If you post or lurk here, you must be the political junkiest of the junkiest. That’s why you’ve probably been looking forward to Gerrymandering, a documentary about redistricting directed by filmmaker Jeff Reichert.
I don’t pretend to be a movie aficionado. Not at all. Hopefully this review will be somewhat coherent
I’ve seen a lot of users here posting that they were looking forward to seeing the film. I, as an avid user of the time-draining DRA, couldn’t wait to see it. Fortunately, I got a chance to witness the film at the Tribeca Film Festival this weekend. My thoughts about the documentary are below the jump.
I came into the movie with high expectations because I’ve done too much research on the issue of gerrymandering and redistricting over the past few months. I also was expecting many issues to be touched upon that one would expect, like partisan motivations for gerrymandering and the Voting Rights Act.
I discuss specifically the movie in the block quote, so please skip if you want to go into the movie without knowing anything about Reichert’s style.
At the beginning of his documentary, Reichert employed animation of lines carving up states while explaining the definition of gerrymandering succinctly, a definition that anyone could easily understand. I would be content if all people took away from this movie was the definition he gave–everyone should know what gerrymandering is!!
Obviously, he went beyond it. The movie contained many interviews from activists, lawmakers, and pundits that gave their own anecdote about the issue. Personally, I felt that one of the most effective parts was the (brief) interview he got with Fmr. Rep. Martin Frost; Frost detailed exactly how he was affected by the DeLaymander, and the graphics that showed it firsthand were extremely effective.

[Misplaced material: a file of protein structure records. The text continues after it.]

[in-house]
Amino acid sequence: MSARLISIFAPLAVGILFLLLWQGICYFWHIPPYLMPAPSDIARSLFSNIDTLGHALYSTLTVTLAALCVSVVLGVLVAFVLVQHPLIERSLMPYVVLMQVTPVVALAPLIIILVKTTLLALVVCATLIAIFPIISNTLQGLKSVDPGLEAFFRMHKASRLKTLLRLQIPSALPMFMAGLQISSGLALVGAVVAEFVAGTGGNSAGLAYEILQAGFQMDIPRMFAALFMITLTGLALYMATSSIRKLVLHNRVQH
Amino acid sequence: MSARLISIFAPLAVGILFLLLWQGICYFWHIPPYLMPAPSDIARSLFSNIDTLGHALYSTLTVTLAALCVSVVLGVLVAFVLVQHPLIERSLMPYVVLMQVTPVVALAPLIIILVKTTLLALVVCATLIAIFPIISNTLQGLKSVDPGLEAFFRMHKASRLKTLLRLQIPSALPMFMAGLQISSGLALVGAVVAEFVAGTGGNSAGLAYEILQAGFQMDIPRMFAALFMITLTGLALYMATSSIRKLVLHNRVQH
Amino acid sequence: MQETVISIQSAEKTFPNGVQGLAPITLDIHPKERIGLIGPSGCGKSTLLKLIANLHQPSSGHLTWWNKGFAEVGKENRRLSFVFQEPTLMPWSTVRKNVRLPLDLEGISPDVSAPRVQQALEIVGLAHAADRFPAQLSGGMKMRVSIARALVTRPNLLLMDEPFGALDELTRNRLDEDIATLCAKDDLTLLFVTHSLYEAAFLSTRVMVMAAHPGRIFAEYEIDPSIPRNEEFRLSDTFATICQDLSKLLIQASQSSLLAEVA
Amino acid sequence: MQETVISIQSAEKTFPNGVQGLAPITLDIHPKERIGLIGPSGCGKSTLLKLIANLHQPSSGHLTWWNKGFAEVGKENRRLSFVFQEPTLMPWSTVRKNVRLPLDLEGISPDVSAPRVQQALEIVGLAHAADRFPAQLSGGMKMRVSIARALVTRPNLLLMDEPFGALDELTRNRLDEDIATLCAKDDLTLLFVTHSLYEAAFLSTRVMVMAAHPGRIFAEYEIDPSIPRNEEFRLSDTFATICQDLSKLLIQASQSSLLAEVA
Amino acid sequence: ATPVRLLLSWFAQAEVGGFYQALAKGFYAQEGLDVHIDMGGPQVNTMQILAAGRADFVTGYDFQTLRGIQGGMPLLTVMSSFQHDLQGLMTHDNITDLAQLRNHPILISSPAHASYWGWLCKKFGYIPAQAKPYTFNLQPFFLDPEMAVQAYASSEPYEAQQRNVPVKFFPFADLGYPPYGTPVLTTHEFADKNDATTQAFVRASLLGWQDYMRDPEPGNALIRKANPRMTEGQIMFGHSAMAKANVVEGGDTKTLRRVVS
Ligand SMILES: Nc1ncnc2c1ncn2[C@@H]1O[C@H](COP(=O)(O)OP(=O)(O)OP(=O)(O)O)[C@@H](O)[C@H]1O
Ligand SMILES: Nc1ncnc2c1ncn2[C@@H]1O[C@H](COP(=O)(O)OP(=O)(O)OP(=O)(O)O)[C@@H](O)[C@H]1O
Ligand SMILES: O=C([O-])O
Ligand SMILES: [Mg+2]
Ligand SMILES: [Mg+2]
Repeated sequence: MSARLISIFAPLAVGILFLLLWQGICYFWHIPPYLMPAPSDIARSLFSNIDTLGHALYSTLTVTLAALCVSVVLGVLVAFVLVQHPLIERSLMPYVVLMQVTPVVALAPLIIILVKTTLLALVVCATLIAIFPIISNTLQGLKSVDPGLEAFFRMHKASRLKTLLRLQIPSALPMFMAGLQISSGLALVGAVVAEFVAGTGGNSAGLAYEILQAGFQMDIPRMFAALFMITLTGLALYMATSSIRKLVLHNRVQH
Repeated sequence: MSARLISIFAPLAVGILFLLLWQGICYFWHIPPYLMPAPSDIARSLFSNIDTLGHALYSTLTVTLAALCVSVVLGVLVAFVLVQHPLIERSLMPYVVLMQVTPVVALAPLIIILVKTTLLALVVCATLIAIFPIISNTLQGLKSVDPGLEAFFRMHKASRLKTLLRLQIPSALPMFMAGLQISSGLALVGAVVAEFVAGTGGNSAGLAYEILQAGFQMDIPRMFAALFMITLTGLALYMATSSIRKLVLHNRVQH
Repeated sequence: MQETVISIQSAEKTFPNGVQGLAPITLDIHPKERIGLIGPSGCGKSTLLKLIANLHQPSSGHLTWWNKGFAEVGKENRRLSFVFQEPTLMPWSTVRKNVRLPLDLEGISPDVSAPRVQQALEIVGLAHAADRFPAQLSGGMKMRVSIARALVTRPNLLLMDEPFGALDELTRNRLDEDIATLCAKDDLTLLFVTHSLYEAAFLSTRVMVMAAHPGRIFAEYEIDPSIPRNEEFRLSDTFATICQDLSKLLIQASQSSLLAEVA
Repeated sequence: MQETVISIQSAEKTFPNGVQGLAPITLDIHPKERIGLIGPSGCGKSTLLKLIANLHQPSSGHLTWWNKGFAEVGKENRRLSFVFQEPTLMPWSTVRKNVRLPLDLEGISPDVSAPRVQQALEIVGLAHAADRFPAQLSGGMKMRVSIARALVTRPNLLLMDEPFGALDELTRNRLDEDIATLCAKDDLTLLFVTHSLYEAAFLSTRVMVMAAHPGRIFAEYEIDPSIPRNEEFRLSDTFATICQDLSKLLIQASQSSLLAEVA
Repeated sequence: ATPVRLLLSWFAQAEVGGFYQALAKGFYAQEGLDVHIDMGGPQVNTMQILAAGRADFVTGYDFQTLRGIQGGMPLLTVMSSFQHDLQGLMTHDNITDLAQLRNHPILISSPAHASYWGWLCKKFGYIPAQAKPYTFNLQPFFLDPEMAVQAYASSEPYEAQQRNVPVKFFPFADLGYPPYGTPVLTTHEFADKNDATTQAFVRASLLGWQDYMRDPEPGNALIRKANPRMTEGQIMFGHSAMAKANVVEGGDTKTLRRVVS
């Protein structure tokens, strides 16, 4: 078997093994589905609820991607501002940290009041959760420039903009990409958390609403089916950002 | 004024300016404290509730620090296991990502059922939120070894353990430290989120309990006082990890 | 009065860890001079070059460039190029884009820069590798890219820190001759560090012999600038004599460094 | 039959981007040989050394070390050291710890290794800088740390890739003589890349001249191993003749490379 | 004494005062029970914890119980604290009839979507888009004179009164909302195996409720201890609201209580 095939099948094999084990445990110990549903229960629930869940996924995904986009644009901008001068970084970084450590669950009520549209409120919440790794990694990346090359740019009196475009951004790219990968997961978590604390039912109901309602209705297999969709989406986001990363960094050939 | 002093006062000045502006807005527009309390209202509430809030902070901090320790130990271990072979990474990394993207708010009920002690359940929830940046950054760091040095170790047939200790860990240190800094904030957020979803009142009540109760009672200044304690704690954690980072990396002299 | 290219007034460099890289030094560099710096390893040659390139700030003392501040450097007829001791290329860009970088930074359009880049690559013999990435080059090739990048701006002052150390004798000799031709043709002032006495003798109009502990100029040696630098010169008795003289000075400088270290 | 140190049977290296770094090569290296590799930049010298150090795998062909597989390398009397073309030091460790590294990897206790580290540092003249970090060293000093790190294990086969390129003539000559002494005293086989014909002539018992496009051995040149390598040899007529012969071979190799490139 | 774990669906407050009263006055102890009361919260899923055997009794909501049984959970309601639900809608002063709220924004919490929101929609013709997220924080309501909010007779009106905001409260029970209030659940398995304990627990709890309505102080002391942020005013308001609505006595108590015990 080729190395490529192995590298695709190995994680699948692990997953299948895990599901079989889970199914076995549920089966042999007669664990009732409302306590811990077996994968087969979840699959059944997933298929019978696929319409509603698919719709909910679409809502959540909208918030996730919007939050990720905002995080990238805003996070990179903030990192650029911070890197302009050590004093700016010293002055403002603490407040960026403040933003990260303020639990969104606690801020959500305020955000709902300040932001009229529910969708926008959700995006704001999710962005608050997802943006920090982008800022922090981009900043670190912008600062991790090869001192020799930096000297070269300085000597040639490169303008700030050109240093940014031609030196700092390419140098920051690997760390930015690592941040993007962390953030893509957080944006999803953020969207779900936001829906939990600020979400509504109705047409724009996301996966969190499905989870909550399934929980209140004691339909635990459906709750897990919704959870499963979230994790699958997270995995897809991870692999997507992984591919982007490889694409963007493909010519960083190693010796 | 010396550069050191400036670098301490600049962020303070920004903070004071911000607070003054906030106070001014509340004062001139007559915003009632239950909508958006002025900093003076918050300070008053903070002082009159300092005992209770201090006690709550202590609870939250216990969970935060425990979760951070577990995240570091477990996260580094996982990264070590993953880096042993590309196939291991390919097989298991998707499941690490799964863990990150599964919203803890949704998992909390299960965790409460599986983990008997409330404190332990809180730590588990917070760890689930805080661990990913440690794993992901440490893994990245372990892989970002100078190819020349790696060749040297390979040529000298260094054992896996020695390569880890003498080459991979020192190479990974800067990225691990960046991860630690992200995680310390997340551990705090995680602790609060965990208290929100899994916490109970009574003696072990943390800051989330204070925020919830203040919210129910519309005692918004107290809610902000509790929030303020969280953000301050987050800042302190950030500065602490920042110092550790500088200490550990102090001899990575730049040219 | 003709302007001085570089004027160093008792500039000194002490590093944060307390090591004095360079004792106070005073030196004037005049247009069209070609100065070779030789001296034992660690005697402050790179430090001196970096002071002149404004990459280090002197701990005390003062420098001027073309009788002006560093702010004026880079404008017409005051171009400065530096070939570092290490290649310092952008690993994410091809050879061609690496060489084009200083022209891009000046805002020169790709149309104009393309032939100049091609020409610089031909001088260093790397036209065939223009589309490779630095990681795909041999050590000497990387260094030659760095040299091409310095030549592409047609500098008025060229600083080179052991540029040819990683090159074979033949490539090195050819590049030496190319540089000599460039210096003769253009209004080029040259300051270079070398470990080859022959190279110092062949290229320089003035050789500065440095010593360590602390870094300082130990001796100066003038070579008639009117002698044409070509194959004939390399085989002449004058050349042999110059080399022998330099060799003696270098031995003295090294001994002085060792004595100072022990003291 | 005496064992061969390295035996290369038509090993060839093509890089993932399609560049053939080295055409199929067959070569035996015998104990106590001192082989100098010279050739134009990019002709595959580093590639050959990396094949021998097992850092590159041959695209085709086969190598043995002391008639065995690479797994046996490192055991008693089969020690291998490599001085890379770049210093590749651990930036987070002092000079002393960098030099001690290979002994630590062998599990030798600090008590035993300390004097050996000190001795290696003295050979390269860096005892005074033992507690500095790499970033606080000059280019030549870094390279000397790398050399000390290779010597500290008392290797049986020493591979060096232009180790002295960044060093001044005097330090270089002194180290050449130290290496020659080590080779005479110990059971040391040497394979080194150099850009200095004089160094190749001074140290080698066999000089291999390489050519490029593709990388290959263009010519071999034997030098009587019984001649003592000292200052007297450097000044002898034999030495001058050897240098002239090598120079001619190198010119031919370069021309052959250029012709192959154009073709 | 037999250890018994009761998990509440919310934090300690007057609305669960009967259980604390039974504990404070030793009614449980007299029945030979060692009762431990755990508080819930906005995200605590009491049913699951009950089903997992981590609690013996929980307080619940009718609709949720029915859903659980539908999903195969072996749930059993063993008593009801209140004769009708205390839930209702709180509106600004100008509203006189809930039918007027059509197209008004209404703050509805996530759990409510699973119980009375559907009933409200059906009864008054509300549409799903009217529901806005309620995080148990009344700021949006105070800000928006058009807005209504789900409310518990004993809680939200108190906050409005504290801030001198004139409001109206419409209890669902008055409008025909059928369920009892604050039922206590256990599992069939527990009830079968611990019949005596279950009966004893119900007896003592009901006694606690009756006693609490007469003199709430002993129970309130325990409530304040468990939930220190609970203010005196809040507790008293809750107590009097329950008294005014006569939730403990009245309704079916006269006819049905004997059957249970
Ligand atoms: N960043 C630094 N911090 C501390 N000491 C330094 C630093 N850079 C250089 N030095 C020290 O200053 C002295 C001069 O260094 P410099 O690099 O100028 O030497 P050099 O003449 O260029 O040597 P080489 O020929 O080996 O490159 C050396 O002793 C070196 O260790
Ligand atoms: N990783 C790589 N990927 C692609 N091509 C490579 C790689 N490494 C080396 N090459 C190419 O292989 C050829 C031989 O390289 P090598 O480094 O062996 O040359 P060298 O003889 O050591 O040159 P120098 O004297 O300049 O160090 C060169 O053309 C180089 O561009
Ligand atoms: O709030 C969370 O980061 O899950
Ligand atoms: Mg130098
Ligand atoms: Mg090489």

Reichert covered pretty much everything that is pertinent to the redistricting process today: partisan motivations; racial motivations and the VRA; independent commissions; prison counting; Texas’ mid-decade redistricting; incumbent homes, etc.
I feel that people who constantly review and create maps here at SSP and know a lot about the process will know almost all of the information provided in the film. However, I thought it was cool to see personal stories behind the data we analyze here. There was one story from a non-establishment Brooklyn Democrat who had his house removed from a district so that he couldn’t re-challenge an entrenched incumbent in the ensuing election. The lawmaker, who called the process “gangsta,” now is an assemblyman.
The documentary spent a lot of time with background from the campaign on Prop 11, which you may know as the thing that will create independent commissions to deal with California redistricting. I felt as though the film didn’t do enough to explain how that would affect the state, and I also felt that it was kind of boring at times to keep hearing about the campaign behind it. Not that this was that much of a bother; in fact, it was still interesting, but the time could have been better spent explaining the background behind the VRA or other history.
I’m not going to talk more about the film, as I don’t want to give anything more away. The movie was extremely successful in teaching an important, yet under appreciated topic. It was easy to understand and follow, while it explored the ways that gerrymandering can hurt our democracy. Undoubtedly, the movie was extremely biased against legislators drawing districts, but the movie is still an extremely important teaching tool. Reichert is knowledgeable about the issues–he took questions from the audience after the movie and I was extremely impressed that he knew all of the factual answers. The only problems I had were that the VRA wasn’t explained enough, the Prop 11 campaign part was too long, and the prison-counting part was way too short.
All in all, though, the movie is extremely important for any citizen of this country. I highly recommend it for anybody in the SSP community. Also, it was nice to hear Ed Rollins call us–the people into reconfiguring districts–“nerds.” Rollins also said our work was important though.
Thanks and I hope that was coherent…